System Interface Guide

Scheduling Classes

The SunOS 5.0 through 5.8 kernel dispatches processes by priority. The scheduler (or dispatcher) supports the concept of scheduling classes. Classes are defined as Real-time (RT), System (sys), and Time-Sharing (TS). Each class has a unique scheduling policy for dispatching processes within its class.

The kernel dispatches highest priority processes first. By default, real-time processes have precedence over sys and TS processes, but administrators can configure systems so that TS and RT processes have overlapping priorities.

Figure 8-4 illustrates the concept of classes as viewed by the SunOS 5.0 through 5.8 kernel.

Figure 8-4 Dispatch Priorities for Scheduling Classes


At highest priority are the hardware interrupts; these cannot be controlled by software. The interrupt processing routines are dispatched directly and immediately from interrupts, without regard to the priority of the current process.

Real-time processes have the highest default software priority. Processes in the RT class have a priority and time quantum value. RT processes are scheduled strictly on the basis of these parameters. As long as an RT process is ready to run, no SYS or TS process can run. Fixed priority scheduling allows critical processes to run in a predetermined order until completion. These priorities never change unless an application changes them.

An RT class process inherits the parent's time quantum, whether finite or infinite. A process with a finite time quantum runs until the time quantum expires or the process terminates, blocks (while waiting for an I/O event), or is preempted by a higher priority runnable real-time process. A process with an infinite time quantum ceases execution only when it terminates, blocks, or is preempted.

The SYS class exists to schedule the execution of special system processes, such as paging, STREAMS, and the swapper. It is not possible to change the class of a process to the SYS class. The SYS class of processes has fixed priorities established by the kernel when the processes are started.

At lowest priority are the time-sharing (TS) processes. TS class processes are scheduled dynamically, with a few hundred milliseconds for each time slice. The TS scheduler switches context in round-robin fashion often enough to give every process an equal opportunity to run, depending upon its time slice value, its process history (when the process was last put to sleep), and considerations for CPU utilization. Default time-sharing policy gives larger time slices to processes with lower priority.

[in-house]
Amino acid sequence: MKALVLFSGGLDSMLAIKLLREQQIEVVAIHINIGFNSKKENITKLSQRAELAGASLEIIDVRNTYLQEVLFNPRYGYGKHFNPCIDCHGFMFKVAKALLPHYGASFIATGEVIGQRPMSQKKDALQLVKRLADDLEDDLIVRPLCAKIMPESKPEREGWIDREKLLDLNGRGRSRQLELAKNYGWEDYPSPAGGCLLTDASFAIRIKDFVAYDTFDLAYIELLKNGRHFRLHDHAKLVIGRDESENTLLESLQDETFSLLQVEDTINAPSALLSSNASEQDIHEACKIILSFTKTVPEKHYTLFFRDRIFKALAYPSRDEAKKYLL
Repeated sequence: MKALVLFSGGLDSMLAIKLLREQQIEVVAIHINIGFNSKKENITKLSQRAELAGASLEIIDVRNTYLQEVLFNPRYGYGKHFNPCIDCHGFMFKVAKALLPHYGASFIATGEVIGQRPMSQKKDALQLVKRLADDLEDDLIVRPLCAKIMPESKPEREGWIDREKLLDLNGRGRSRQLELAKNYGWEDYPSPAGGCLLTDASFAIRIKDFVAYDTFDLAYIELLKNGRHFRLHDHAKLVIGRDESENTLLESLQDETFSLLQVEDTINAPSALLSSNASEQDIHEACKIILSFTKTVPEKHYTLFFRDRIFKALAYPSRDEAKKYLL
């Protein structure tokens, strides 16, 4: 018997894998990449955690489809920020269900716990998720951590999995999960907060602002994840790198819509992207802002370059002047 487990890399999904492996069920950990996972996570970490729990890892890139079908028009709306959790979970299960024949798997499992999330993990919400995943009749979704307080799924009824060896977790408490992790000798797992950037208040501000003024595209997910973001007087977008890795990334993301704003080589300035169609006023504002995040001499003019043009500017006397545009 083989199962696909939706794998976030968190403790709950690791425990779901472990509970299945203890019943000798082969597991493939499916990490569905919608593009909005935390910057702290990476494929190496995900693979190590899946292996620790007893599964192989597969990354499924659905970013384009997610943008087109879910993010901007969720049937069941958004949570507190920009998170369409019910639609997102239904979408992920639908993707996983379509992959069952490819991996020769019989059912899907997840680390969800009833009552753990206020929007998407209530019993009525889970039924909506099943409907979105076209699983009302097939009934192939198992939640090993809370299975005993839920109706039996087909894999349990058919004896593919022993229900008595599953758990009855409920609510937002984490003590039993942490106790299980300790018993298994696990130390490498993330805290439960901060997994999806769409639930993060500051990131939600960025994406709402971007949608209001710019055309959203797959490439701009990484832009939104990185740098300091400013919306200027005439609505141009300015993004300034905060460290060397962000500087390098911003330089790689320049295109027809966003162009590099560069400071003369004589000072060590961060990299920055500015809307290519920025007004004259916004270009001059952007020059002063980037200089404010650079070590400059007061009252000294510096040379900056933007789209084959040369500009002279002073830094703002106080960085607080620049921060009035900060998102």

A child process inherits the scheduling class and attributes of the parent process through fork(2). A process' scheduling class and attributes are unchanged by exec(2).

Different algorithms dispatch each scheduling class. Class dependent routines are called by the kernel to make decisions about CPU process scheduling. The kernel is class-independent, and takes the highest priority process off its queue. Each class is responsible for calculating a process' priority value for its class. This value is placed into the dispatch priority variable of that process.

As Figure 8-5 illustrates, each class algorithm has its own method of nominating the highest priority process to place on the global run queue.

Figure 8-5 The Kernel Dispatch Queue


Each class has a set of priority levels that apply to processes in that class. A class-specific mapping maps these priorities into a set of global priorities. It is not required that a set of global scheduling priority maps start with zero, nor that they be contiguous.

By default, the global priority values for time-sharing (TS) processes range from -20 to +20, mapped into the kernel from 0-40, with temporary assignments as high as 99. The default priorities for real-time (RT) processes range from 0-59, and are mapped into the kernel from 100 to 159. The kernel's class-independent code runs the process with the highest global priority on the queue.